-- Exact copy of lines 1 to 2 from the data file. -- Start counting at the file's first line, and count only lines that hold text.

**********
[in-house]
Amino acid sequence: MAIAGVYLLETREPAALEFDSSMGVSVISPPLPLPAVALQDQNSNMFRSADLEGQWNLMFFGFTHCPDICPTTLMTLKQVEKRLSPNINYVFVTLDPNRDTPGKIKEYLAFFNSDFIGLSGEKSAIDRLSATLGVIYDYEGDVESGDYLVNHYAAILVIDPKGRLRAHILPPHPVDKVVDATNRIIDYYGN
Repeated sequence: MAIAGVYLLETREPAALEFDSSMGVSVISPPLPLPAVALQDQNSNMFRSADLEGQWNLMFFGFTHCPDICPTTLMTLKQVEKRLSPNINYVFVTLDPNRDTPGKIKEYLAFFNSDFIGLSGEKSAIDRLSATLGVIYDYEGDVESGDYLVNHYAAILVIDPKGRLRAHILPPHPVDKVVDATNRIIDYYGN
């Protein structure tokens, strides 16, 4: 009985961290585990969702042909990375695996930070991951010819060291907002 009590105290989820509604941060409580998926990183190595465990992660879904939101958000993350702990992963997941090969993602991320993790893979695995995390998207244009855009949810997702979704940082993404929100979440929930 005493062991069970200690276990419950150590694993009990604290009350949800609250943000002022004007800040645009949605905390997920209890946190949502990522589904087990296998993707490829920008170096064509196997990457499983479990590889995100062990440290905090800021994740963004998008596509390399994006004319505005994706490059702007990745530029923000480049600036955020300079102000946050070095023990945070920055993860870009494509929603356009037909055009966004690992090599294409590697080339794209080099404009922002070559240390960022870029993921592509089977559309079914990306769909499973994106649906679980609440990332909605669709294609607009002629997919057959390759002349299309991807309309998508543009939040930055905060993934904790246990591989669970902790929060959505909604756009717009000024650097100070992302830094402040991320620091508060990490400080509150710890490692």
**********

[in-house]
Amino acid sequence: MAIAGVYLLETREPAALEFDSSMGVSVISPPLPLPAVALQDQNSNMFRSADLEGQWNLMFFGFTHCPDICPTTLMTLKQVEKRLSPNINYVFVTLDPNRDTPGKIKEYLAFFNSDFIGLSGEKSAIDRLSATLGVIYDYEGDVESGDYLVNHYAAILVIDPKGRLRAHILPPHPVDKVVDATNRIIDYYGN